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The Majestic Manabita Weaver


An artist’s dream…

Entering the town of Montecristi, located just 20 minutes from Manta, in the roundabout, stands a colorful statue that really makes an impression due to its large size (15 mts high) and detailed craftsmanship. At first sight, it seems to be a fantasy of the artist (the sculptor Juan Sanchez)… a beautiful woman laying over a paja toquilla hat while she is weaving. But actually, it is a tribute to the hard work of the hat weaver woman and a homage to one of the most important cultural icons of the province, the famous “Panama Hat”.

Manabita weaver statue by Juan Sanchez, Montecristi, Ecuador

The way the woman of the statue is weaving the hat is the way it is done by dozens of women in Montecristi!

The statue is adorned in a gorgeous off shoulder dress, which happens to be an actual replica of the dress worn by the 2015 Queen of Manta the day she was crowned. The structure is covered in beautiful ceramic mosaic tiles.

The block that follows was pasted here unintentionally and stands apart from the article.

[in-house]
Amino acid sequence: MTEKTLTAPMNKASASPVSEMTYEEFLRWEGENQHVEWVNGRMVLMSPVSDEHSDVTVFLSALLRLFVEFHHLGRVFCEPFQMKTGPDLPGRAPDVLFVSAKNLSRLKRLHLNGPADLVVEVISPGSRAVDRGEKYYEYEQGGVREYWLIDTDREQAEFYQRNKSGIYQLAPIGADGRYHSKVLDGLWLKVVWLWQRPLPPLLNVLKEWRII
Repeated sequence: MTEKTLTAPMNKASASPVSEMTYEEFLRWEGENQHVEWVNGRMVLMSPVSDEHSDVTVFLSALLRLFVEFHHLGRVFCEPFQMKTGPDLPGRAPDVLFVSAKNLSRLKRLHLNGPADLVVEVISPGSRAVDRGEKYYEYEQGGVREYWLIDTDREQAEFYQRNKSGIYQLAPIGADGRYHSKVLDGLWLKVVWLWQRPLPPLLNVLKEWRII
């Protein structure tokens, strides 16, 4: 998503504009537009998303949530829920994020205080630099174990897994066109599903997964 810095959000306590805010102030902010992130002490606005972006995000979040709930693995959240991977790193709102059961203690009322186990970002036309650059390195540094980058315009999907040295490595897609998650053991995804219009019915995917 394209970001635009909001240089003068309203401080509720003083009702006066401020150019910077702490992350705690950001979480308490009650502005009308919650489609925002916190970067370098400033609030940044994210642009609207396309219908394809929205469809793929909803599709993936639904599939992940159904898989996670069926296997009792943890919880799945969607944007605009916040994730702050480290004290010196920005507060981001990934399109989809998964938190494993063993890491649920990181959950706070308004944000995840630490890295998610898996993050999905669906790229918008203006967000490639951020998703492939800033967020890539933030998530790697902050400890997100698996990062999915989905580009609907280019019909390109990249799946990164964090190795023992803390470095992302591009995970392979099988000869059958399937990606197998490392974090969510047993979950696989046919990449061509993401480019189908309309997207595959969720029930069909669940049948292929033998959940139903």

Beautiful mosaic artwork


How it’s done…

Women and men can be found in Montecristi weaving hats over a wooden pedestal. First the straw is placed over a wooden mold where they start the process. Then the hat is held and pressed by a heavy wooden piece that goes between the weaver`s chest and the top of the hat. One by one the straws get intertwined to create the brim of the hat and the work goes on for weeks, even months until it is completely finished.  

Manabita Weaver


Starting the hat


Weaving the hat by hand


Hat in progress


Finished product

The tradition and technique is very ancient and has been taught from generation to generation. Unfortunately, now a days, fewer people are taking up this craft and paja toquilla hat weavers are becoming more scarce.


An interesting history…

A wide variety of handicrafts can be found in Montecristi but the Panama Hat is certainly the most relevant. Ironically, it took its name when Theodore Roosevelt wore it at the Panama Canal, but the truth is that this hat originated and is still made in Ecuador.

Teddy Roosevelt in his Panama hat

In December of 2012, this hat was named an Intangible cultural heritage of the world by UNESCO (United Nations Educational, Scientific and Cultural Organization).  About 20% of hats exported from Ecuador are made in the Montecristi area. These hats can be purchased as inexpensively as $30 and can go up substantially based on the quality desired by the client.


So, when you contact us to come see Las Olas Ecuador, be sure to stop into Montecristi to visit one of the local Manabita Weavers for yourself!

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